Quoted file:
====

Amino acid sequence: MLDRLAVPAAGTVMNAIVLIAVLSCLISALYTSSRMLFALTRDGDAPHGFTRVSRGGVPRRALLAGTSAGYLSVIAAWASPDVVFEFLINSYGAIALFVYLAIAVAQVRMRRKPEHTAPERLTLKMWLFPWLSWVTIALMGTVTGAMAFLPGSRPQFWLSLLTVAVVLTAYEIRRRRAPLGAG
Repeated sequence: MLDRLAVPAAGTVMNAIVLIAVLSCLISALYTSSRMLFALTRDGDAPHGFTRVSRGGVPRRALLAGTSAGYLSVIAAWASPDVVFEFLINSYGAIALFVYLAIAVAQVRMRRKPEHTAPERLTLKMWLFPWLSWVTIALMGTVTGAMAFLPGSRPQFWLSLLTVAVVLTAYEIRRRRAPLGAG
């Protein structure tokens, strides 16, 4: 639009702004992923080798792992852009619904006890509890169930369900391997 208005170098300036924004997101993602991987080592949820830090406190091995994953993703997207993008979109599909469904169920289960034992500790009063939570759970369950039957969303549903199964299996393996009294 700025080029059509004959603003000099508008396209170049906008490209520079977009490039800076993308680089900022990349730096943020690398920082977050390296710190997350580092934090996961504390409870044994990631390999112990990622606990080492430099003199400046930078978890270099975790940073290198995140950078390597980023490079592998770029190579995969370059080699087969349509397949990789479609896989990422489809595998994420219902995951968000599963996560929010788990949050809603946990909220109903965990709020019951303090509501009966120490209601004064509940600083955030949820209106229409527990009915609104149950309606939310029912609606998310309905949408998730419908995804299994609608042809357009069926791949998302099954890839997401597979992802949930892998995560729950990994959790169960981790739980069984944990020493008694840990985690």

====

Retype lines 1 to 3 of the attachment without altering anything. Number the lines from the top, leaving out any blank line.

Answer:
Amino acid sequence: MLDRLAVPAAGTVMNAIVLIAVLSCLISALYTSSRMLFALTRDGDAPHGFTRVSRGGVPRRALLAGTSAGYLSVIAAWASPDVVFEFLINSYGAIALFVYLAIAVAQVRMRRKPEHTAPERLTLKMWLFPWLSWVTIALMGTVTGAMAFLPGSRPQFWLSLLTVAVVLTAYEIRRRRAPLGAG
Repeated sequence: MLDRLAVPAAGTVMNAIVLIAVLSCLISALYTSSRMLFALTRDGDAPHGFTRVSRGGVPRRALLAGTSAGYLSVIAAWASPDVVFEFLINSYGAIALFVYLAIAVAQVRMRRKPEHTAPERLTLKMWLFPWLSWVTIALMGTVTGAMAFLPGSRPQFWLSLLTVAVVLTAYEIRRRRAPLGAG
């Protein structure tokens, strides 16, 4: 639009702004992923080798792992852009619904006890509890169930369900391997 208005170098300036924004997101993602991987080592949820830090406190091995994953993703997207993008979109599909469904169920289960034992500790009063939570759970369950039957969303549903199964299996393996009294 700025080029059509004959603003000099508008396209170049906008490209520079977009490039800076993308680089900022990349730096943020690398920082977050390296710190997350580092934090996961504390409870044994990631390999112990990622606990080492430099003199400046930078978890270099975790940073290198995140950078390597980023490079592998770029190579995969370059080699087969349509397949990789479609896989990422489809595998994420219902995951968000599963996560929010788990949050809603946990909220109903965990709020019951303090509501009966120490209601004064509940600083955030949820209106229409527990009915609104149950309606939310029912609606998310309905949408998730419908995804299994609608042809357009069926791949998302099954890839997401597979992802949930892998995560729950990994959790169960981790739980069984944990020493008694840990985690």